Cayman Islands play host to one of the Middle East’s hottest legal battles

When André Ebanks, the Cayman Islands’ minister for financial services and commerce, travelled to London at the end of last month for the Joint Ministerial Council, his discussions with Overseas Territories Minister Amanda Milling and EU Commissioner for Financial Services Mairead McGuinness focused in large part on the Caymans’ efforts to tackle money laundering and other forms of financial malfeasance.

That should come as no surprise: with the Caymans regularly singled out as one of the world’s top destinations for tax evasion and money laundering, it’s still one of the territory’s most enduring diplomatic headaches, even after the EU removed the islands from its black list last year.

Just a few days before Ebanks’ trip to London, a ruling from the Grand Court of the Cayman Islands offered him a significant new example of progress in the Caymans’ handling of money laundering cases, all while marking the latest chapter of a dramatic Middle Eastern legal saga. In a landmark case for Cayman jurisprudence, a grand judge gave the green light to a pair of limited partners of an embattled investment fund to sue that fund’s manager over allegations of fraud for the first time.

From Kuwait to the Caymans

The case, brought forward by two major Kuwaiti institutional investors – the Kuwait Ports Authority (KPA) and the Public Institution for Social Security (PIFSS) – is part of a dazzling constellation of litigation involving actors not only from Kuwait and the Caymans, but also Dubai, the Philippines, Russia, and the US, as well as a star-studded roster of lobbyists.

Following the ruling by a Cayman Island grand judge earlier this month, the KPA and the PIFSS will be able to move forward with a suit against Mark Williams, who served as manager of Port Link and effective manager of the Port Fund (TPF), an international consortium registered in the Caymans.

Williams stands accused of fraudulent activities in relation to roughly $200 million owed to TPF’s Kuwaiti investors, with the plaintiffs arguing those funds were embezzled by Williams’ fellow Port Link Marsha Lazareva and Saeed Dashti. The legal drama surrounding the Port Fund stretches back to 2017, when proceeds from a project in the Philippines were frozen at Noor Bank in Dubai after being transferred into an account connected to Port Link.

The arrest of Lazareva and Dashti in 2017 made international headlines, particularly due to a high-intensity lobbying effort to obtain their release. While the recent Cayman Island ruling has proven less dramatic, the preliminary decision sets the stage for a full-fledged court case to proceed, in addition to constituting a benchmark in Cayman law.

Power to the (limited) partners

The crux of the judgement focused on clarifying and applying section 33(3) of the Exempted Limited Partnership Act (ELPA). As attorneys from the law firm Ogier explain, the ELPA provides limited partners with the option to “bring an action on behalf of an exempted limited partnership if any one or more of the general partners with authority to do so have, without cause, failed or refused to institute proceedings.” The section is meant to offer protection from partners who refuse to bring a claim that limited partners think would be in the interests of the partnership.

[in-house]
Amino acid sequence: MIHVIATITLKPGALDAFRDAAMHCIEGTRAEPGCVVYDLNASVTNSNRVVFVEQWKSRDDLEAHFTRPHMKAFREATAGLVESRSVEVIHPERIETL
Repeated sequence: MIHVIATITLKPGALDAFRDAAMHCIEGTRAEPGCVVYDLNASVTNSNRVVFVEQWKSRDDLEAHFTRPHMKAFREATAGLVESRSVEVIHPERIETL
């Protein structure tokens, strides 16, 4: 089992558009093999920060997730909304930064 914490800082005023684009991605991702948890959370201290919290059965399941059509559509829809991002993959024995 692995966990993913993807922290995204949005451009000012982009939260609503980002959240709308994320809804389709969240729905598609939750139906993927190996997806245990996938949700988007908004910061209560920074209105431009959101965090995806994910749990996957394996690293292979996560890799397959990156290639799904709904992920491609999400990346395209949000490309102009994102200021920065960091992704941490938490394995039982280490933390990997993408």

The Cayman court decision was prompted by the defendant’s request to make use of derivative claims as applied to companies, trusts, or foreign limited partnerships as a means of circumventing the ELPA. The Grand Judge dismissed the move for an exception, ruling section 33(3) leaves “no room for a case-by-case judge-led formulation of a common law or equitable test.”

The case represented the first time a court in the Cayman Islands found itself in the position to rule on derivative claims by limited partners and their ability to bring direct claims against a general partner of an ELP, and the Court ruled that section 33(3) doesn’t prerequire limited partners to “expressly request that the general partner bring certain claims… it was enough that the general partner had failed to bring the claims.”

In practical terms, this means KPA and PIFSS are now free to pursue their court case against Mark Williams.

A Global Campaign

In fighting that case, Williams will probably not be able to count on the same level of celebrity support his former colleagues received.

Previous chapters of the Port Fund saga gained notoriety on account of a massive lobbying campaign which sought to pressure the Kuwaiti government to drop charges against Lazareva and Dashti. Political personalities including Cherie Blair, Tatyana Yumasheva (the daughter of late Russian president Boris Yeltsin), and Neil Bush (son of George H.W. Bush and brother of George W. Bush) all got involved in quest to free Lazareva.

At the time, a number of news publications framed her arrest as an injustice against a US-educated woman CEO separated from her young son, while protests demanding her release were staged by PR companies. Even a former FBI director got involved. In the midst of this campaign, Neil Bush went as far as to compare the Kuwaiti justice system to the regime of Saddam Hussein, calling on then-president Donald Trump to intervene.

While this case is unlikely to attract a similar media blitz, it does represent an important milestone: namely, that a sovereign actor has demonstrated that it can successfully appeal to the Cayman Islands’ legal system in pursuit of hundreds of millions of dollars in public funds it maintains were embezzled.

If nothing else, this will bolster the ongoing efforts on the part of authorities in the Caymans to overcome their reputation as a haven for dubious international deals.